Given the fact that Apple TV is in essence a current generation iPod Touch, running iOS, it is all but certain that there will be a similar app story for the Apple TV platform – especially taking into account that Apple put out the original iPhone with no app platform, but rectified that not long afterwards. I’m not privy to Apple’s internal planning, but while it’s got a horribly absent third-party app story now, I’ve got a theory about what an Apple TV app platform could possibly bring with it that could make it truly a game changer. I’ll shortly follow up with my next post discussing the coming war for the family room. A war which will have three familiar players (perhaps not the three you’re thinking of), considerable opportunity, and an amazing set of possibilities for new consumer functionality.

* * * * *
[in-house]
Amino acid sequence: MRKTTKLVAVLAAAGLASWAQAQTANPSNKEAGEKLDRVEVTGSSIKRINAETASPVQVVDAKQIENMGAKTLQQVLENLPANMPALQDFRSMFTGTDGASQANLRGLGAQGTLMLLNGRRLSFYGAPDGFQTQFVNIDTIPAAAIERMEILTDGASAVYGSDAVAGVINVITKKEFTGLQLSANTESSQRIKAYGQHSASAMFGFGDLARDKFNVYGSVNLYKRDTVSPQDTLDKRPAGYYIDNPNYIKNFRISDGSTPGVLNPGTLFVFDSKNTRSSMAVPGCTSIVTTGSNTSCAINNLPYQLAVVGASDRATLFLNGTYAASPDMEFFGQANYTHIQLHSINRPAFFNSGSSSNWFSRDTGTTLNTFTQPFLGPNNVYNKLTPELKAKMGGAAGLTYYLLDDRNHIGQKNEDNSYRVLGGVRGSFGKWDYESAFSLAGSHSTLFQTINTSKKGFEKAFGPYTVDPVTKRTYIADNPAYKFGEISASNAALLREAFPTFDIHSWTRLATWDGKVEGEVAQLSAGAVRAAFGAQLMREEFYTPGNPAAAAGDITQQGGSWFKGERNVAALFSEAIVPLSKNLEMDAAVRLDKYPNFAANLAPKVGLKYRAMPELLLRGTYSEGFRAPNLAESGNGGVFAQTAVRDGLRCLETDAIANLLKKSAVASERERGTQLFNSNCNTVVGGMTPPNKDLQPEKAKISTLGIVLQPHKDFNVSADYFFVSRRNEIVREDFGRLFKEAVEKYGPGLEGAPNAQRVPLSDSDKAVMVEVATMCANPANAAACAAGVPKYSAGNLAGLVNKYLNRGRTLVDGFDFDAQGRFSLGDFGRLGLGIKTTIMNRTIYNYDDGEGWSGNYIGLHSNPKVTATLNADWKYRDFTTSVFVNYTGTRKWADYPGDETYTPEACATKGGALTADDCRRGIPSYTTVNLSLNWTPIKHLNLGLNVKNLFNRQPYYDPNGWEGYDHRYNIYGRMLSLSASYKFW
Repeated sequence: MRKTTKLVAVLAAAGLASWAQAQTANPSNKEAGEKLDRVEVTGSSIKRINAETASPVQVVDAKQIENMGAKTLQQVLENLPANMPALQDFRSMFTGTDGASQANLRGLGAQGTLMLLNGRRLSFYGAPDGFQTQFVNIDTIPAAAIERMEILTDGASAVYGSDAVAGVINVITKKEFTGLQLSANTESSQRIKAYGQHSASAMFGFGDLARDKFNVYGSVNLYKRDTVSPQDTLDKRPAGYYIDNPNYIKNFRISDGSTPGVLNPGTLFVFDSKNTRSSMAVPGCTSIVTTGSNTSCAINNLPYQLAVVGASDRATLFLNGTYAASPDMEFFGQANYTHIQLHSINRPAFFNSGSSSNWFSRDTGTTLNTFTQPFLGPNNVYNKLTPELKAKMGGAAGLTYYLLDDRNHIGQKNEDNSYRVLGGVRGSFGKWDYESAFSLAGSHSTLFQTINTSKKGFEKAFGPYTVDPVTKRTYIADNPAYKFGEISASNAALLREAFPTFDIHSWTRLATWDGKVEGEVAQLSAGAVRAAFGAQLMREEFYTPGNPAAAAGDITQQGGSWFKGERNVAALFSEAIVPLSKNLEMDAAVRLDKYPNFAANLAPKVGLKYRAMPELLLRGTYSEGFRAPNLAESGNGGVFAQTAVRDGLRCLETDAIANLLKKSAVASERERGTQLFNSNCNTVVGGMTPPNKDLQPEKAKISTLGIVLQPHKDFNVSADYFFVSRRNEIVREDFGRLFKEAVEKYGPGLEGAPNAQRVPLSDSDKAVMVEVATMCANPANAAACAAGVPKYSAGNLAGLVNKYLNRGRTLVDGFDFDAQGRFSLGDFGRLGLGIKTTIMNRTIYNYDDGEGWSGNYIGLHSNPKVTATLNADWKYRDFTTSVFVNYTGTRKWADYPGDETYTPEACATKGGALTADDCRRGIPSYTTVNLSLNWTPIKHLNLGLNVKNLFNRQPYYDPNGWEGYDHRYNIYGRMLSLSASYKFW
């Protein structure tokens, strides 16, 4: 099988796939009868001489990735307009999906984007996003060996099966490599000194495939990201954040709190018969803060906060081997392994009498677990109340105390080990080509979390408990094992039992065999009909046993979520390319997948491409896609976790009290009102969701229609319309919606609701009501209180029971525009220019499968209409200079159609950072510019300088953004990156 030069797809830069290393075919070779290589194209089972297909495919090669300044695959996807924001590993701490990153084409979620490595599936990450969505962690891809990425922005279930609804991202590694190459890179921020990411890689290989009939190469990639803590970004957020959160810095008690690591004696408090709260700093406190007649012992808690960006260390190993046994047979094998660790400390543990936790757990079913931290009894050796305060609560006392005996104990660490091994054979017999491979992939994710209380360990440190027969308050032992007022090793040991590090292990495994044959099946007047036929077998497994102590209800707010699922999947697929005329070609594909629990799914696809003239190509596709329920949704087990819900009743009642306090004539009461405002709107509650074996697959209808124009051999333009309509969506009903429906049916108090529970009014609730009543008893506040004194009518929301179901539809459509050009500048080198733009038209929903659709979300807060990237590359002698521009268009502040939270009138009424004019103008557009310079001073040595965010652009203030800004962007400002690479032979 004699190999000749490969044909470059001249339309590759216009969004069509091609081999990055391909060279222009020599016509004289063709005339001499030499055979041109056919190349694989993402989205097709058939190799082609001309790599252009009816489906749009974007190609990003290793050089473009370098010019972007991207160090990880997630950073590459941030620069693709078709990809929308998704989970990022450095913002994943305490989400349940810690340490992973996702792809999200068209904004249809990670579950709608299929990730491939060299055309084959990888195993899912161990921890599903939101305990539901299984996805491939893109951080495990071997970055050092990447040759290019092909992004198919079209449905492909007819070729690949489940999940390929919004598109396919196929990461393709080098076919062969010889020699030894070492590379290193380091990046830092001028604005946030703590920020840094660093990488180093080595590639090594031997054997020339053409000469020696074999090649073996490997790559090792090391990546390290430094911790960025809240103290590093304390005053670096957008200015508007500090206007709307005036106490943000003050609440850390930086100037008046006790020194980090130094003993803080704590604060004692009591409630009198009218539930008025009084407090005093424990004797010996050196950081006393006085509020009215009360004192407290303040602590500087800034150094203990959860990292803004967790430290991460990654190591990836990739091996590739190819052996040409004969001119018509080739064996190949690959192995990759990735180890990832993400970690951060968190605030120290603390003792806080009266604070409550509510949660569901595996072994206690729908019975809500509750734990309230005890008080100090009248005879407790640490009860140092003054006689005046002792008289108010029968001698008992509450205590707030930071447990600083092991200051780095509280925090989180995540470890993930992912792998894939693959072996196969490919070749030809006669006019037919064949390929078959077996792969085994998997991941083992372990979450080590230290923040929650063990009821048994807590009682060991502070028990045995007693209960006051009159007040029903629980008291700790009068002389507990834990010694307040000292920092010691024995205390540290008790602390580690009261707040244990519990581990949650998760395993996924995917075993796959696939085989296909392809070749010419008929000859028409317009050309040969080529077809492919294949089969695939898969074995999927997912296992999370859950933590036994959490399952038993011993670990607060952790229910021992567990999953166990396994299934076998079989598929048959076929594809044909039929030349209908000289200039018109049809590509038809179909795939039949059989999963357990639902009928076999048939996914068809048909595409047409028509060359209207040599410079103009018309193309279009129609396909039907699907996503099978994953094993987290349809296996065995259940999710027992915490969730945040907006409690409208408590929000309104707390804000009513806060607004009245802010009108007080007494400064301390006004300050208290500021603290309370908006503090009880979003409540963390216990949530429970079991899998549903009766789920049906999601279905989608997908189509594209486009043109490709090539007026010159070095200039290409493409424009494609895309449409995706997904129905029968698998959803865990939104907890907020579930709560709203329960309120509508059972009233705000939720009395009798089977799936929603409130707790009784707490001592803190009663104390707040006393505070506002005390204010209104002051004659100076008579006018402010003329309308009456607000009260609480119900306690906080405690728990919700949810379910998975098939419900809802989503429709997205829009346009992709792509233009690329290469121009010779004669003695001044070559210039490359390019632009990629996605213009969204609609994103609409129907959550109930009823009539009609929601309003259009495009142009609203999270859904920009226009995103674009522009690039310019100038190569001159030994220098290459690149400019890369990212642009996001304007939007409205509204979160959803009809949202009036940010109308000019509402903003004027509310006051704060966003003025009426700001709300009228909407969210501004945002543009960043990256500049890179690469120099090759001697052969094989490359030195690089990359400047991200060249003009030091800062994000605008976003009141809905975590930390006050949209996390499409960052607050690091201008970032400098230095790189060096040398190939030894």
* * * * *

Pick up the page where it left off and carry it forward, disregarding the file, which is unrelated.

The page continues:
*When I say “dumb TV”, I mean wrapping classic broadcast content up in a pretty, time-shiftable candy shell. MCE is effectively a DVR that can also play back music, movies, and photos. The alternative is creating either a platform that consumes licensed content (a-la iTunes) at the benefit of the consumer in order to avoid watching ads by paying for the content explicitly, or the option I expect Google to execute, which will focus on making the advertising more dynamic/custom – in time. After all, Apple is now a content company, and Google is an advertising company.

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  1. […] the car. In fact, pondering what the infrastructure might look like, I kept getting flashbacks to Windows Media Center Extenders, which are remote thin clients that rendered a Windows Media Center UI over a wired or wireless […]